Julius Caesar’s best qualities – lauded, in the Shakespeare play that bears his name, by Marc Antony – apparently made an impression on a later playwright, too: George Bernard Shaw. The Caesar of Shaw’s Caesar and Cleopatra proves patient, war weary, bemused (rather than enraged) by the foolishness of mankind, and merciful insofar as it aligns with his stratagems. This is the world leader who, while on a stroll near the Sphinx, meets a capricious 16-year-old who just so happens to be the Queen of Egypt. Quick as you can say `enry `iggins, the ruler of Rome takes the sprite under his wing. His goal is to instill in her the wisdom and regal bearing befitting a leader. Since she’s barely more than a child, her goal is to win him – that is, until he mentions a younger, stronger fellow by the aforementioned name of Marc Antony.
That’s a story for another play. This one, penned in 1898 (14 years before Pygmalion), concerns Cleopatra budding into a woman – one who can make calculated, and even bloody, political decisions. By the time Caesar returns to Rome months later, the student has progressed sufficiently to wave farewell to her avuncular mentor and assume the burdens of governance.
Or at least that seems to be the thematic arc. But when Caesar first meets the teen queen, she tells him she’ll one day kill her own brother for usurping her throne. As such, her later directive to dispatch the double-dealing captive Pothinus, which should be a turning point for her character, doesn’t feel like a significant change in her nature. If anything, the act simply reminds us of her impetuousness.
This production, staged by David Staller for Gingold Theater Group in off-Broadway’s Theater Row Theater, glides over that conundrum and also treads lightly on a more contemporary issue. While the physical maturation of Cleopatra from “a silly little girl” (Caesar’s words) into a poised beauty is clearly rendered through Tracy Christensen’s costumes and Teresa Avia Lim’s performance, the queen’s relationship with Caesar (the ingratiating and effortlessly noble Robert Cuccioli) could hardly be more chaste. Perhaps this is not the era to depict simmering passion between powerful men and underage girls, but having Caesar be unaffected by her charms and Cleopatra be more puckish than smitten does lower the dramatic stakes.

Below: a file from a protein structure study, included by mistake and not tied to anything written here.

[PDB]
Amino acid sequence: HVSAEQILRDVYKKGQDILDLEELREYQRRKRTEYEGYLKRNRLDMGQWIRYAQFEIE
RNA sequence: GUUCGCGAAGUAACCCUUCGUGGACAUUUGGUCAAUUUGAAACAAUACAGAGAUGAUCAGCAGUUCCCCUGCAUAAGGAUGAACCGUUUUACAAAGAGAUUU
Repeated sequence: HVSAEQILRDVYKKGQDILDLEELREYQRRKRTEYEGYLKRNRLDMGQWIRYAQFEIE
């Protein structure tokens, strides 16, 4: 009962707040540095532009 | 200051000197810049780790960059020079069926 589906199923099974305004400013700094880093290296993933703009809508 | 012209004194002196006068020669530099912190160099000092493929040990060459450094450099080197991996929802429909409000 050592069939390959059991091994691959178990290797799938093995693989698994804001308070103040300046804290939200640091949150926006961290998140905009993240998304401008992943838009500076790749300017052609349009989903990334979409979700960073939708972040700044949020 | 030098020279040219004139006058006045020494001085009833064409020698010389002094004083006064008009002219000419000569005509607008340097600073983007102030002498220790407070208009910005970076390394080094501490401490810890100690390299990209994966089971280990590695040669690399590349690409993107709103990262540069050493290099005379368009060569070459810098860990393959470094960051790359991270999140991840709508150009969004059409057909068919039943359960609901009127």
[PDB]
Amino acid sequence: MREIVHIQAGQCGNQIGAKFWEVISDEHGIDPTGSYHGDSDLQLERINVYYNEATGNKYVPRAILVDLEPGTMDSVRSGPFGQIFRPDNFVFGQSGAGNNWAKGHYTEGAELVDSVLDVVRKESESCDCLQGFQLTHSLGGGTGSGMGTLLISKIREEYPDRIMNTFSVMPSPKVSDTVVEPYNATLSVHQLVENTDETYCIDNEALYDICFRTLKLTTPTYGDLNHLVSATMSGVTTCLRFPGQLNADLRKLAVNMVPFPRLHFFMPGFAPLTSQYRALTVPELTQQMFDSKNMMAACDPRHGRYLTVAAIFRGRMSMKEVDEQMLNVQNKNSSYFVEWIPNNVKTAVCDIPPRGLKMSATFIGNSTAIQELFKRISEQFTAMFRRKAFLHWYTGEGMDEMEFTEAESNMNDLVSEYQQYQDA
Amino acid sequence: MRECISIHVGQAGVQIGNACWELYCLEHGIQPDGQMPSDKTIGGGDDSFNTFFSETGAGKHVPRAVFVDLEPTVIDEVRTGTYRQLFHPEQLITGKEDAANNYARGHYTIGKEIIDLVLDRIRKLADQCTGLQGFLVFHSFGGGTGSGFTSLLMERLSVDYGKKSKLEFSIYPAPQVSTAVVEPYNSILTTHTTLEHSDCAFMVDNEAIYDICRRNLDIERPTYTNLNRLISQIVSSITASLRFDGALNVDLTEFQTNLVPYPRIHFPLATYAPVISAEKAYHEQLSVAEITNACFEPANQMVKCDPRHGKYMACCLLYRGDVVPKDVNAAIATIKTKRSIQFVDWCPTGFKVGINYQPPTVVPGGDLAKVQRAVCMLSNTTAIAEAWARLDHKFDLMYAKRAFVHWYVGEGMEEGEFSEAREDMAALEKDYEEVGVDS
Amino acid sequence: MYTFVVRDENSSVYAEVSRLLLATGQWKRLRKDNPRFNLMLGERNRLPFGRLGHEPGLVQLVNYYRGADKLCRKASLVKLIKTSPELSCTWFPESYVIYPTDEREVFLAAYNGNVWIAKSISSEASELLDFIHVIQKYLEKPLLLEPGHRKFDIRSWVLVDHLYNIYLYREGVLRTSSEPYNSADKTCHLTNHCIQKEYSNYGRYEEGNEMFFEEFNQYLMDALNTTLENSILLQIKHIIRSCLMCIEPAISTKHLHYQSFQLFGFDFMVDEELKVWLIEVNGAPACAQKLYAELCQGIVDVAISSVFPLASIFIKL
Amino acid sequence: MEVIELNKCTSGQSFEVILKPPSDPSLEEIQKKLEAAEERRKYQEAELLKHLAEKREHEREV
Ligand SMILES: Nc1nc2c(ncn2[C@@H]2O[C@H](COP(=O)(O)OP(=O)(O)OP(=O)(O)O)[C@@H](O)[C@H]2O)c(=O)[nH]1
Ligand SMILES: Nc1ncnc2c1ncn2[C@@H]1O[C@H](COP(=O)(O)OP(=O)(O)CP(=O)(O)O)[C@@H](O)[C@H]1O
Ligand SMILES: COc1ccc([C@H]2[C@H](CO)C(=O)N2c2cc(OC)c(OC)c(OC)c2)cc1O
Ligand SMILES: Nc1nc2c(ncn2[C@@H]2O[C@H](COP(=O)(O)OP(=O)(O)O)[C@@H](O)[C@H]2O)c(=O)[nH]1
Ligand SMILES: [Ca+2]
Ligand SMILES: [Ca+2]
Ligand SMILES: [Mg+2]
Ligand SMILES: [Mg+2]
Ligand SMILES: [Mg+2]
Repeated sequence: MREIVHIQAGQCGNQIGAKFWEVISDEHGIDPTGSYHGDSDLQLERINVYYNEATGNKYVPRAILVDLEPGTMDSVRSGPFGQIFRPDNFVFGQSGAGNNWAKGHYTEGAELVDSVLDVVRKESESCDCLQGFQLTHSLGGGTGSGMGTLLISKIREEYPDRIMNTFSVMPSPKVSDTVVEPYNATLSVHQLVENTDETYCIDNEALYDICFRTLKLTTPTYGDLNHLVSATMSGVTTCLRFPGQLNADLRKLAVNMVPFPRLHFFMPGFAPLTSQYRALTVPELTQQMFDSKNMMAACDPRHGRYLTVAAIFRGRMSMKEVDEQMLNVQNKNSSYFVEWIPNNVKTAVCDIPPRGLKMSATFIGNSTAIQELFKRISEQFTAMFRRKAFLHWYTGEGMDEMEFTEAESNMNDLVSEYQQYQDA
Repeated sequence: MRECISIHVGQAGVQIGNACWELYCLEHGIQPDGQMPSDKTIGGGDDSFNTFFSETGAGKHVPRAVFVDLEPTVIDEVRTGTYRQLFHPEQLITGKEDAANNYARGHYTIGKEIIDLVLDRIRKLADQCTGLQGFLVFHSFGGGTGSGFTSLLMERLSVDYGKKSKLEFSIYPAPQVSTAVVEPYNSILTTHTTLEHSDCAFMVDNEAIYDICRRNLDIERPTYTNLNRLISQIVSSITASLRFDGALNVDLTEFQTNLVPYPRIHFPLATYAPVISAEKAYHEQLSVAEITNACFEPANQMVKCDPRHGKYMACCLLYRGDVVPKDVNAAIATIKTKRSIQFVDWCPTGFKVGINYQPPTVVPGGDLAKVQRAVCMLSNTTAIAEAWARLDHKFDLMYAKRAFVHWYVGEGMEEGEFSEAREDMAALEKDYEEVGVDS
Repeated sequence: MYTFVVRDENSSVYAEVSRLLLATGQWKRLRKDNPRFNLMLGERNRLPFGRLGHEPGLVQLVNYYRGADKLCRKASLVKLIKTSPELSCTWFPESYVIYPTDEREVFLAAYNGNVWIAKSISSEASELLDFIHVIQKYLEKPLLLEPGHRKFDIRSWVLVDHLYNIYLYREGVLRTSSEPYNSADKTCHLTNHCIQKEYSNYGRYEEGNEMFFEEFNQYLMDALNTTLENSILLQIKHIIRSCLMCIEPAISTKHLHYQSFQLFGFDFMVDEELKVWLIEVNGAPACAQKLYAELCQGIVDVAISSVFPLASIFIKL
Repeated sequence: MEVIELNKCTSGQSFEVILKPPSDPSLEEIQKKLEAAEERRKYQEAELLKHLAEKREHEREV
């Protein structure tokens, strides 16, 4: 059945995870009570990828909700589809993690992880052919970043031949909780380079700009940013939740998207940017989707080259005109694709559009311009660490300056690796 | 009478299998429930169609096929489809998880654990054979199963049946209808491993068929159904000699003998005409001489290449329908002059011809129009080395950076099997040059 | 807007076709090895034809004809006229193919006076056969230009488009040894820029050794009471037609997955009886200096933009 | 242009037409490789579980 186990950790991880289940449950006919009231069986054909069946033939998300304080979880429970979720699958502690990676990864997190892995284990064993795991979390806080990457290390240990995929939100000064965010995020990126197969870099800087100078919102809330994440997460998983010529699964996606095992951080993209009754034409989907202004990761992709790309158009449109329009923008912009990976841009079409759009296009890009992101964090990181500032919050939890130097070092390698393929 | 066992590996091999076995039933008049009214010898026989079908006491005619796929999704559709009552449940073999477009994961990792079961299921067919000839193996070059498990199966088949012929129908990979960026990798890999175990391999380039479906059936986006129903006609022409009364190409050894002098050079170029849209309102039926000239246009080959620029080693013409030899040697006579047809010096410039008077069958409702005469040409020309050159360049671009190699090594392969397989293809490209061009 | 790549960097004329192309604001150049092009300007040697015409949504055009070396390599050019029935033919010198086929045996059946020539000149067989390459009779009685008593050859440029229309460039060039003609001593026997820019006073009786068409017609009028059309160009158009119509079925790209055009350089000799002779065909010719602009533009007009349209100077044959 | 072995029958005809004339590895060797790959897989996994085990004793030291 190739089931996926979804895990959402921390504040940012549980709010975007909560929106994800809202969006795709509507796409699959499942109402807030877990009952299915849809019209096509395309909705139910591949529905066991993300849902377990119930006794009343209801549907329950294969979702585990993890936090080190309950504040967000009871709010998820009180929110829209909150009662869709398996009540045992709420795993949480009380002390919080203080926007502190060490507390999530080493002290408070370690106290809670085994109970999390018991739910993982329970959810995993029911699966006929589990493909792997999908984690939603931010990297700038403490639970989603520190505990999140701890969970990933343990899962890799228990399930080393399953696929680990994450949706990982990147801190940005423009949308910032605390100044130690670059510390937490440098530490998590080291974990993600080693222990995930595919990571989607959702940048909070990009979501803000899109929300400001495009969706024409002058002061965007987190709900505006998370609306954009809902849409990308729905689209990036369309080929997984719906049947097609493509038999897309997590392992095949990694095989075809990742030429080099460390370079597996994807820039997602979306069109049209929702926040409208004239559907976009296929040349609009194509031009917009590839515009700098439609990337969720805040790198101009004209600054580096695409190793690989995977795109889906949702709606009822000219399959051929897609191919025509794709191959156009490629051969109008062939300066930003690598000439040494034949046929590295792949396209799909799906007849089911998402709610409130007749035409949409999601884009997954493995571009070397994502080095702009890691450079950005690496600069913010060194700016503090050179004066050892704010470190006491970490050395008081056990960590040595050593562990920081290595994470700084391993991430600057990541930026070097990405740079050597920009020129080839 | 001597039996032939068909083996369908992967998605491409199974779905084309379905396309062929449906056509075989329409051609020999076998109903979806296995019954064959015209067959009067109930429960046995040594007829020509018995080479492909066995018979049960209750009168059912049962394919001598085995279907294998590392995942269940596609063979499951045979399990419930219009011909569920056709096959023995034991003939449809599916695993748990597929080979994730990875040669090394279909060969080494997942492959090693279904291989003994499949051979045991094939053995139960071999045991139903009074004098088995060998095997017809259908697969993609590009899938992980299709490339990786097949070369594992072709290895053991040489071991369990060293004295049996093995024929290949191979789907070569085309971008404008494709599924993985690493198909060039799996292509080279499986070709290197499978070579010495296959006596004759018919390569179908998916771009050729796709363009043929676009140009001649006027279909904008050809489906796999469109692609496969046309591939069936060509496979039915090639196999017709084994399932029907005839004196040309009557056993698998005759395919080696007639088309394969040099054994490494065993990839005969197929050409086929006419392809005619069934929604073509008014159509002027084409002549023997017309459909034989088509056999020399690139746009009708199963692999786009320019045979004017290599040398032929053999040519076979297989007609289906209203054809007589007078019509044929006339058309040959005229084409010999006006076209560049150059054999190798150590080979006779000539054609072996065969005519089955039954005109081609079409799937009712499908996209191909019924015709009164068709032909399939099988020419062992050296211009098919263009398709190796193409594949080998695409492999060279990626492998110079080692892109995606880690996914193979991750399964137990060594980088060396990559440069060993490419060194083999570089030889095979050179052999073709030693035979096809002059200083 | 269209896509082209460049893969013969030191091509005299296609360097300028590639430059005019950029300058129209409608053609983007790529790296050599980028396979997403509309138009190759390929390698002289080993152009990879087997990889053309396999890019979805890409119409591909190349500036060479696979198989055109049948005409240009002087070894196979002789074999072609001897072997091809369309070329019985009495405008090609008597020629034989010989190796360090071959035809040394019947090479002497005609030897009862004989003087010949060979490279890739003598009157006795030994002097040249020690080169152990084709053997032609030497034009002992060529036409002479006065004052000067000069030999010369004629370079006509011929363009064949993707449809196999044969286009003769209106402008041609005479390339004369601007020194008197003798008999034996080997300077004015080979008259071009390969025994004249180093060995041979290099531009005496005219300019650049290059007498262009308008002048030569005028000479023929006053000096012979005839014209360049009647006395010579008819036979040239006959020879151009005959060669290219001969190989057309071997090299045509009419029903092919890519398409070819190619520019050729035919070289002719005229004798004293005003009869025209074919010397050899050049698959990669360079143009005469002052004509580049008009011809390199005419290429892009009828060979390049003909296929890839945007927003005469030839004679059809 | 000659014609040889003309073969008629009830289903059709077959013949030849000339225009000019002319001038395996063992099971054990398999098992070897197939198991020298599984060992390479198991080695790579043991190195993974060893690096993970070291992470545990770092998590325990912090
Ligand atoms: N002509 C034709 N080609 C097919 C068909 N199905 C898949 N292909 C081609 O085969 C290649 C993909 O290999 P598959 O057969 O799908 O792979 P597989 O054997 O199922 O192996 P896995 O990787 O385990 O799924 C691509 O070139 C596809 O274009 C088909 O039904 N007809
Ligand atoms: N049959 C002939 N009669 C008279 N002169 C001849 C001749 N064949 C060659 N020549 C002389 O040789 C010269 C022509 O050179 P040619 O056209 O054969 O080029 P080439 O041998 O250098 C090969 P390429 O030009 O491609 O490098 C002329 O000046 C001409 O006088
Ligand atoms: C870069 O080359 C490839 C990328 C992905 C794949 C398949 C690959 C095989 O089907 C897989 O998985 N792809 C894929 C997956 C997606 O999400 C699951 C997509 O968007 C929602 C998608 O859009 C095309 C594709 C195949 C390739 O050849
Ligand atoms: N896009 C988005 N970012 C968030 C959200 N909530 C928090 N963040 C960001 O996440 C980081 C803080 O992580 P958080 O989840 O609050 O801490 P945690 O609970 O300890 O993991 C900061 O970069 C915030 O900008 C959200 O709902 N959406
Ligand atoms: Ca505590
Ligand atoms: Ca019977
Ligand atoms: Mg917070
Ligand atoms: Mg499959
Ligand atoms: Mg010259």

In fact, this stagingsuffers from a kids-playing-dress-up quality, some of that due to the set being not an exotic sandscape but a room of boarded-up archaeological artifacts. The costumes, too, while appealing in their bright whites and golds, come off as an unsettled mix of ancient and modern. We never believe there’s an ocean into which Caesar and his compatriots dive, nor do we sense a real threat of mobs and impending armies beyond the castle walls. It’s also disconcerting that in the interest of streamlining the text, Ftatateeta (the imperious Brenda Braxton), Cleopatra’s nurse, who commits the play’s most unsavory deed, breaks the fourth wall to become our convivial narrator.
Still, this is a comedy, one might even say a comedy of manners (which Caesar has in spades), so a feeling of everyone play-acting isn’t ruinous. In fact, the production is quick and lively – not adjectives that leap to mind when encountering a G.B. Shaw play – so while scholars might come to bury this Caesar, casual theatergoers will find some reasons to praise it.